Making those day to day decisions with a profit margin motivation will always mean that the cheaper rather than the safer option will be taken.  And you can’t draft a contract covering every possible contingency.

As the Royal Commission Inquiry report into the breaches highlighted oversight and responsibilites were confused and there was no training of staff in prevention measures.  From the report:

IPC measures are essential to a successful quarantine program. It was necessary to have those with the expertise in infection prevention and control deliver that training. Nothing short of constant reinforcement, supervision and oversight from those with the necessary expertise was what was required in such a highly infectious environment.

There were no infection prevention and control experts stationed at the hotel sites to give guidance, oversight or supervision on the range of risks to which hotel staff would be exposed and what they needed to do to mitigate those risks.

Advancing a proposal to provide privatised quarantine services may serve ideological preferences but there is a great deal at stake.  And recent experience across the ditch suggests that it is a rather stupid thing to do.  As Richard Holden states some services should be provided by the state and the measure of success should be the overall effect on the community, not on how cheap the job can be done.

31 comments on “Letting private enterprise handle Covid quarantine is a really stupid idea ”

  1. Robert Guyton 1

    SERCO.

  2. Andre 2

    Oh I dunno – it looks like a reasonable proposal for how to handle incoming travellers – after everyone in NZ that wants the vaccine has got it.

    Which should be in about five months or so. Until then, what we're doing now is just fine by me.

    • Nic the NZer 2.1

      Your still trying to find a humane way to kill off the ACT support base?

      • Andre 2.1.1

        I'd imagine ACToids are suffering enough right now with severe cognitive dissonance.

        It would be an awesome struggle between what residual genuine libertarian instincts they may have left pushing them in the direction of freedom to refuse vaccination, and their instinct to let the rich and powerful dictate to everyone else – in this case requiring everyone else to be vaccinated so they don't lose productivity through getting sick.

  3. pat 3

    Would the private providers charge the users for such a service?

    • David 3.1

      Yes. From they ZB radio interview yesterday they would also be fully vaccinated.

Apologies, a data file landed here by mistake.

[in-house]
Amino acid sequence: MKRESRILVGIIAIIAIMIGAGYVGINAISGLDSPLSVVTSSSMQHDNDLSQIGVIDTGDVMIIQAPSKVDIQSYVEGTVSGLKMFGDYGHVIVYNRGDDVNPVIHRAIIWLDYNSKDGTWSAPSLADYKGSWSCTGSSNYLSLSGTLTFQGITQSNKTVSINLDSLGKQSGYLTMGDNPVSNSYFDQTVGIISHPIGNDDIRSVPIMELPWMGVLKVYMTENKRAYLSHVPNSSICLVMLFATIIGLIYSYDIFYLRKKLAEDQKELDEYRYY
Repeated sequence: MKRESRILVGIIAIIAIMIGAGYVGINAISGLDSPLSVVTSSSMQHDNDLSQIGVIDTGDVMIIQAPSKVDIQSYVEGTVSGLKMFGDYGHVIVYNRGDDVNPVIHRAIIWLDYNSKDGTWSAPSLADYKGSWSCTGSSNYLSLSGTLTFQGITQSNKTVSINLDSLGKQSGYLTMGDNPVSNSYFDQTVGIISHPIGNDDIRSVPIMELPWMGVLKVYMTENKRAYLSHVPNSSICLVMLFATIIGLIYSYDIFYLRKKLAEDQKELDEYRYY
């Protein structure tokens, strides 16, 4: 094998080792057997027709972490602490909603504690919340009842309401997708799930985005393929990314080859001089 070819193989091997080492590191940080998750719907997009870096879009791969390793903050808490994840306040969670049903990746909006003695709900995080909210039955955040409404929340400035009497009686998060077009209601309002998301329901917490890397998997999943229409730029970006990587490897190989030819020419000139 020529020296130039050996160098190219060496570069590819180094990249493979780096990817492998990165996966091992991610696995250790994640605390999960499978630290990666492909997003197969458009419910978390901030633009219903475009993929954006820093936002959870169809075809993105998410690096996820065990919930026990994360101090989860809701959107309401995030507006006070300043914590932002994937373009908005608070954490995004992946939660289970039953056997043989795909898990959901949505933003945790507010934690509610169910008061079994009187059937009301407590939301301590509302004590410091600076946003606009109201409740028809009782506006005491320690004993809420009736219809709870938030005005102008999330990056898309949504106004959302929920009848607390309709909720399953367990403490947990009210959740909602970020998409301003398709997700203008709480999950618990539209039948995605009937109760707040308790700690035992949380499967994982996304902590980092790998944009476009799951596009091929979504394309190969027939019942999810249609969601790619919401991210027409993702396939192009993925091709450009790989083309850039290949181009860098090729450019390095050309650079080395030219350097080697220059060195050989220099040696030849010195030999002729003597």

• pat 3.1.1

        And did they have any numbers to provide?

        i.e. how much will any user be charged for their quarantine?

        what guarantee the facility will remain operational should it be losing money?

        what happens if they are unable to engage sufficient staff?

        • David 3.1.1.1

          I guess another way to ask the question is how much are people willing to pay?

          I am close to a split family, both senior oncologists in Auckland with a young family. One parent went overseas in February to attend a funeral. That individual has been unable to get an MIQ spot and remains overseas. They are fully vaccinated. The family here are so distraught they are packing up and moving overseas. Auckland looses two public health oncologists.

          Now if only there was a private MIQ facility…they are very happy to pay…we would still have two senior cancer care specialists in Auckland.

          Oh well, guess we can just backfill their role by employing a couple of locals.

          • pat 3.1.1.1.1

            If there was enough liability protection it may be a worthwhile proposition…..how large a (up front) bond do you think may be needed?…It was estimated the Auckland lockdown cost 240 million a week….so say maybe half a billion.

  4. Enough is Enough 4

    And so far his proposal has received some positive responses from the media, with no negative push back like saying that the idea proved to be disasterous for Melbourne

    Melbourne? Where

    • noone had negative pre-departure testse;
    • there werenly vaccinated travellers could use this MIQ;
    • Only unvaccinated people were on site, regardless of their employment status
    • no people on site had saliva tests
    • Providers were not licensed

    So not one of Seymour's criteria was met in Melbourne.

    • mickysavage 4.1

      Even if they were met there would be new issues and criteria arise which private providers would make decisions that erred on the side of profitability and public providers would err on the side of caution,

  5. peter 5

    What's the surprise? Seymour wants private enterprise run schools too.

  6. Ad 6

    Agree.

    But.

    This is the biggest test of our entire public service including the military since WW2.

    And the entire population is at stake.